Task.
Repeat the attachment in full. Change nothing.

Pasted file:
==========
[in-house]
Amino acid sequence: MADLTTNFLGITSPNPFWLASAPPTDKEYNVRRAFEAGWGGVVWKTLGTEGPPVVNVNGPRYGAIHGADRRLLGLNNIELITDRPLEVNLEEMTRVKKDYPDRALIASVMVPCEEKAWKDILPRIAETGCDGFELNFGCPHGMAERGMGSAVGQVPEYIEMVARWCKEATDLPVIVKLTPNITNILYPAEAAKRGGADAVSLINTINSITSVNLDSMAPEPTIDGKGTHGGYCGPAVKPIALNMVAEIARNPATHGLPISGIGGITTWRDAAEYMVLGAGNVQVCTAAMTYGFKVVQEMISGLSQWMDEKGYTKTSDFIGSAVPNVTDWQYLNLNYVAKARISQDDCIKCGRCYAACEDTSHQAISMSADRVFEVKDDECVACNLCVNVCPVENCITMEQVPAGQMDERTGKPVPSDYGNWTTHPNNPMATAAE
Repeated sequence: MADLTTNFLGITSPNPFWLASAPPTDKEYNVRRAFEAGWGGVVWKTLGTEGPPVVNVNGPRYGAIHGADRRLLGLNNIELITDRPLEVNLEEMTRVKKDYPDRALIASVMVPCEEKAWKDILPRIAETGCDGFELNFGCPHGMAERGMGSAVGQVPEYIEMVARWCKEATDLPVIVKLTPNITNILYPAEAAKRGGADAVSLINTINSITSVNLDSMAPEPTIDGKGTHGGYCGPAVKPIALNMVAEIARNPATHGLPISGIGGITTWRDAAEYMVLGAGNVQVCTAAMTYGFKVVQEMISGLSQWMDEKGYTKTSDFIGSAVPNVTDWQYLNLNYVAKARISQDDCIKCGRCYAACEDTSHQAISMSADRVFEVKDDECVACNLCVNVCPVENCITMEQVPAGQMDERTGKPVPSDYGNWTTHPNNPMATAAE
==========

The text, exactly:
[in-house]
Amino acid sequence: MADLTTNFLGITSPNPFWLASAPPTDKEYNVRRAFEAGWGGVVWKTLGTEGPPVVNVNGPRYGAIHGADRRLLGLNNIELITDRPLEVNLEEMTRVKKDYPDRALIASVMVPCEEKAWKDILPRIAETGCDGFELNFGCPHGMAERGMGSAVGQVPEYIEMVARWCKEATDLPVIVKLTPNITNILYPAEAAKRGGADAVSLINTINSITSVNLDSMAPEPTIDGKGTHGGYCGPAVKPIALNMVAEIARNPATHGLPISGIGGITTWRDAAEYMVLGAGNVQVCTAAMTYGFKVVQEMISGLSQWMDEKGYTKTSDFIGSAVPNVTDWQYLNLNYVAKARISQDDCIKCGRCYAACEDTSHQAISMSADRVFEVKDDECVACNLCVNVCPVENCITMEQVPAGQMDERTGKPVPSDYGNWTTHPNNPMATAAE
Repeated sequence: MADLTTNFLGITSPNPFWLASAPPTDKEYNVRRAFEAGWGGVVWKTLGTEGPPVVNVNGPRYGAIHGADRRLLGLNNIELITDRPLEVNLEEMTRVKKDYPDRALIASVMVPCEEKAWKDILPRIAETGCDGFELNFGCPHGMAERGMGSAVGQVPEYIEMVARWCKEATDLPVIVKLTPNITNILYPAEAAKRGGADAVSLINTINSITSVNLDSMAPEPTIDGKGTHGGYCGPAVKPIALNMVAEIARNPATHGLPISGIGGITTWRDAAEYMVLGAGNVQVCTAAMTYGFKVVQEMISGLSQWMDEKGYTKTSDFIGSAVPNVTDWQYLNLNYVAKARISQDDCIKCGRCYAACEDTSHQAISMSADRVFEVKDDECVACNLCVNVCPVENCITMEQVPAGQMDERTGKPVPSDYGNWTTHPNNPMATAAE